Much like Batman though your Technomancer doesn't like to kill people, and will only knock them out unless you drain the serum afterwards. This links into the karma system, that isn't unlike the Renegade/Paragon system in Mass Effect. Draining serum from people ultimately kills them and no matter how bad this person is it is frowned upon to end another life when human life is seen as precious. If you find yourself running low on serum you can drain it from other life forms without taking the karma hit, as they are killed during battle rather than just knocked out.
As is fairly usual with an RPG you can recruit people to come and aid you on your travels. Anything you do around these followers will affect their opinion of you too and this does affect parts of the story. It all revolves around the different factions and I loved the fact that you couldn't just get any old information from everyone you walked up too. People are suspicious of you. Some will crack jokes when you ask them about people they don't want to be seen to be affiliated with. Others will tell you to fuck off. It was refreshing, as all too often this is where a game can fall down in terms of immersion...why on earth would everyone tell all about the big bad?! It wouldn't happen and in The Technomancer it doesn't, you have to learn how to play the game.
Character customisation could have had a little more depth if I'm being picky. You get to pick from a few different facial presets, hair styles and then choose the skin, eye and hair colour. It works and still means there are lots of different combinations of Technomancers, but a little more option never hurt anybody.
The story is fairly interesting but isn't always so well executed and when it is stood side-by-side with the fantastic combat it really shows itself as the weak point of this game. It just isn't as well written as a lot of the other RPG's on the market - the dialogue can feel stilted and the voice acting and character animation is wooden. It's a real shame, because overall the story is pretty good, it's just the delivery that isn't. The button-mapping could have been a little better too. The O button is the dodge button whilst in combat, but it is also the skip button whilst in dialogue. At some points the game will switch seamlessly from combat to dialogue, and more often than not the combined with me attempting to dodge (mostly because I liked the animation when I was using the staff but other times it was just in case I hadn't actually killed my enemy with the last blow I had dealt). This lead to a few skipped first lines of conversation and me answering without knowing what the hell I had just signed myself up for.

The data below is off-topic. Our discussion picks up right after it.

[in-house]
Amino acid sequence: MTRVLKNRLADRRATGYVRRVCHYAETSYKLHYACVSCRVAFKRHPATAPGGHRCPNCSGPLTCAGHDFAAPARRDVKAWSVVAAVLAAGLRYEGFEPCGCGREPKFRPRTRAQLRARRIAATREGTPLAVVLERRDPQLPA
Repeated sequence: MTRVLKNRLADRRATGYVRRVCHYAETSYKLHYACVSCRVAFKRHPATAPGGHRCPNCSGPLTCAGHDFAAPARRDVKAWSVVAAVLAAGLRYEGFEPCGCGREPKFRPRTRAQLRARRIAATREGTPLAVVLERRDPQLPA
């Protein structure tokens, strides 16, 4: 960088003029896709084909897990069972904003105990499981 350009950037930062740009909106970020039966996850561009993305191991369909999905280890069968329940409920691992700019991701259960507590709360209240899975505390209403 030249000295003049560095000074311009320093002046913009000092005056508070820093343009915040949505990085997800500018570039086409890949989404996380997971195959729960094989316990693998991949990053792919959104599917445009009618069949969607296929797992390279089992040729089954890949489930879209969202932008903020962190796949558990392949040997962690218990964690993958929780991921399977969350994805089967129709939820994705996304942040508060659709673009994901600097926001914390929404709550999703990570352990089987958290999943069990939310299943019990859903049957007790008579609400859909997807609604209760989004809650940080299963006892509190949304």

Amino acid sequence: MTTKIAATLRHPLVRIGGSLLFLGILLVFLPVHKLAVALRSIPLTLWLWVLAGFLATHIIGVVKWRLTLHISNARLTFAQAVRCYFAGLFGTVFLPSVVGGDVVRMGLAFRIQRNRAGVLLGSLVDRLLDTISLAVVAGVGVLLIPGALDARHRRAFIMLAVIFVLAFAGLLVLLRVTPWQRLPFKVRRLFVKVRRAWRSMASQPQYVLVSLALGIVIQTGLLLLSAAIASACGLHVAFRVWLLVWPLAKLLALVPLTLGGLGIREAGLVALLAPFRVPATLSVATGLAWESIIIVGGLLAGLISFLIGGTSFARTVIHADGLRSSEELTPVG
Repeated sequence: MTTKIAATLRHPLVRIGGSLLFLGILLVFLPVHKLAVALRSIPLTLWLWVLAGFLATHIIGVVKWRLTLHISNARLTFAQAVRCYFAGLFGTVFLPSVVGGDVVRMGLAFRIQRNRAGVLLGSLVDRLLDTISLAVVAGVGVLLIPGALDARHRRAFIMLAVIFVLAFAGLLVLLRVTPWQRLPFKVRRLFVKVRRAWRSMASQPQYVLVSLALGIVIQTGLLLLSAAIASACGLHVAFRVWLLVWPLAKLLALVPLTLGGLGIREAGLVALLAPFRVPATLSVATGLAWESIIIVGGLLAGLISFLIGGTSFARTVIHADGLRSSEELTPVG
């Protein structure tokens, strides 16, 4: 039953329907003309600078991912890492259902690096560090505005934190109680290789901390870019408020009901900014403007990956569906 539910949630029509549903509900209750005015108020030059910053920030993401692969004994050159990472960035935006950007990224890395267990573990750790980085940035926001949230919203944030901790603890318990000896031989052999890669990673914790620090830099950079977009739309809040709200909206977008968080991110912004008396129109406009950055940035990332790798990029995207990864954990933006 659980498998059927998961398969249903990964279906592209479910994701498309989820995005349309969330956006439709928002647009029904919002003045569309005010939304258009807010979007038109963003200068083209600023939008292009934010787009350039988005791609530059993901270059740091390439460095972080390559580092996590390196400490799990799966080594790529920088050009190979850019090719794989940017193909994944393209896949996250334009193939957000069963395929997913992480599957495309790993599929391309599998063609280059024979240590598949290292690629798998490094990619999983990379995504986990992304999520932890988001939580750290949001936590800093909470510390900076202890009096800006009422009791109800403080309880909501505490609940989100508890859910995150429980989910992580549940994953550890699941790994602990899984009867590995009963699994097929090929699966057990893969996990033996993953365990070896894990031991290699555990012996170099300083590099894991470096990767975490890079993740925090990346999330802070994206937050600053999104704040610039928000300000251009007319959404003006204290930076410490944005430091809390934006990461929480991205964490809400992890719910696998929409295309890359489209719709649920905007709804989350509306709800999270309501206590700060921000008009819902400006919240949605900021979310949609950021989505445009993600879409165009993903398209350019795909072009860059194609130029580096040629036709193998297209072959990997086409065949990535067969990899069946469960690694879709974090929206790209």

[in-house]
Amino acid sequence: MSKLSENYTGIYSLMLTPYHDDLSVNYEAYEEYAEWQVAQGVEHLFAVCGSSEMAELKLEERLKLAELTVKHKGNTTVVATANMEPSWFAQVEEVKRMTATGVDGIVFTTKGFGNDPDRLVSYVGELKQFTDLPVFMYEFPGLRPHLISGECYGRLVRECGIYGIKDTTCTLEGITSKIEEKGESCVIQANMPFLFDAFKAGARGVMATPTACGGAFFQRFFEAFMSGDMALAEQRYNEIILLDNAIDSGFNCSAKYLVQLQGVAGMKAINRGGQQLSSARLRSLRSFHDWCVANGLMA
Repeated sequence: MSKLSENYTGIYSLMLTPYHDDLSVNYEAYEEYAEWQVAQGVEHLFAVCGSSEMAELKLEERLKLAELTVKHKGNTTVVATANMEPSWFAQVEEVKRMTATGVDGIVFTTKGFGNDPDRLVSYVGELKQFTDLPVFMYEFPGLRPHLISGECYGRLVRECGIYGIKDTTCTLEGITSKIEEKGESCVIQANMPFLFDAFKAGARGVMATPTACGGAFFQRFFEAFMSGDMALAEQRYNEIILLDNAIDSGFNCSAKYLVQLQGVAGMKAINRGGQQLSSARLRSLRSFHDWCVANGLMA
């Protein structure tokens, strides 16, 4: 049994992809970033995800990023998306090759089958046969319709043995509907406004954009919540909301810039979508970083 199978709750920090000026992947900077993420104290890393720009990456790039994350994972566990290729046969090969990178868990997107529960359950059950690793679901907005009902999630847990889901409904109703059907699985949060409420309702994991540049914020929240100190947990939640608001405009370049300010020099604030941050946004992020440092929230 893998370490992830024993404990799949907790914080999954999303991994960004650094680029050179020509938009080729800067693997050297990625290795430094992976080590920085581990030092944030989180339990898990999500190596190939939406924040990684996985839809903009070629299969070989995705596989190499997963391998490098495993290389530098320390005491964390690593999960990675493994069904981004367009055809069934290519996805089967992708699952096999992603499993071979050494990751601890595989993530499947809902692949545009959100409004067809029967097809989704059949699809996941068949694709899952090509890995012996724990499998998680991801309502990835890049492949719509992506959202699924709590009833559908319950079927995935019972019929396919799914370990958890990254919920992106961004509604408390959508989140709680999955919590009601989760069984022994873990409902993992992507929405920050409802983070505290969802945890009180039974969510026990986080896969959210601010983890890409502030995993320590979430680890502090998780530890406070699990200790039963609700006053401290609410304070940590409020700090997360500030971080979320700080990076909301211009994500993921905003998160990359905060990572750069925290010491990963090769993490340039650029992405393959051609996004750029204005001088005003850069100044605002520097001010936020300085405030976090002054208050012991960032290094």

For all of these little problems though I have thoroughly enjoyed my time with The Technomancer. The combat alone makes this game worth playing. But if you have a gaping hole in your life that only a space RPG can fill this one can probably keep you happy until Andromeda comes in and takes over our lives.
8/10 BUY IT!
A code was provided for the purpose of this review.